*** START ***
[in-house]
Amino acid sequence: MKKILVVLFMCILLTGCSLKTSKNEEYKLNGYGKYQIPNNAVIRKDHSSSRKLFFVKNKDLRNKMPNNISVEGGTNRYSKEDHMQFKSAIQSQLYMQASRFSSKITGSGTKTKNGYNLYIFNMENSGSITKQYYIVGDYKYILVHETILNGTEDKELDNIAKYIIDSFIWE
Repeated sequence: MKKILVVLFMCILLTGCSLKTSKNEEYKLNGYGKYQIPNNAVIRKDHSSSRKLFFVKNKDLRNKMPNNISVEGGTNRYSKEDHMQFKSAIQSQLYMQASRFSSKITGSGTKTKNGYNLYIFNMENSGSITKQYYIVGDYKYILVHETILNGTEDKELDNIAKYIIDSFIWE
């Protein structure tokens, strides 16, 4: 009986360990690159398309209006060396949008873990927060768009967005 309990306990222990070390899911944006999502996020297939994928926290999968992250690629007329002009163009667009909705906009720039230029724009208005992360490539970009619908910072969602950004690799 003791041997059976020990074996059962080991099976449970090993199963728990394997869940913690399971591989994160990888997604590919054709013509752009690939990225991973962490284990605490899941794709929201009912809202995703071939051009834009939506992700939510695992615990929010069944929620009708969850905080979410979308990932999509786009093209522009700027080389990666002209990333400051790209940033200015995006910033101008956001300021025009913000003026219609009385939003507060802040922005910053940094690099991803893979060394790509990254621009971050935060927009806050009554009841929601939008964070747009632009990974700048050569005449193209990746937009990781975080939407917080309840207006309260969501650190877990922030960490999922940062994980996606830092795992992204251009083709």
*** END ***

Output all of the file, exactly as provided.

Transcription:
[in-house]
Amino acid sequence: MKKILVVLFMCILLTGCSLKTSKNEEYKLNGYGKYQIPNNAVIRKDHSSSRKLFFVKNKDLRNKMPNNISVEGGTNRYSKEDHMQFKSAIQSQLYMQASRFSSKITGSGTKTKNGYNLYIFNMENSGSITKQYYIVGDYKYILVHETILNGTEDKELDNIAKYIIDSFIWE
Repeated sequence: MKKILVVLFMCILLTGCSLKTSKNEEYKLNGYGKYQIPNNAVIRKDHSSSRKLFFVKNKDLRNKMPNNISVEGGTNRYSKEDHMQFKSAIQSQLYMQASRFSSKITGSGTKTKNGYNLYIFNMENSGSITKQYYIVGDYKYILVHETILNGTEDKELDNIAKYIIDSFIWE
């Protein structure tokens, strides 16, 4: 009986360990690159398309209006060396949008873990927060768009967005 309990306990222990070390899911944006999502996020297939994928926290999968992250690629007329002009163009667009909705906009720039230029724009208005992360490539970009619908910072969602950004690799 003791041997059976020990074996059962080991099976449970090993199963728990394997869940913690399971591989994160990888997604590919054709013509752009690939990225991973962490284990605490899941794709929201009912809202995703071939051009834009939506992700939510695992615990929010069944929620009708969850905080979410979308990932999509786009093209522009700027080389990666002209990333400051790209940033200015995006910033101008956001300021025009913000003026219609009385939003507060802040922005910053940094690099991803893979060394790509990254621009971050935060927009806050009554009841929601939008964070747009632009990974700048050569005449193209990746937009990781975080939407917080309840207006309260969501650190877990922030960490999922940062994980996606830092795992992204251009083709």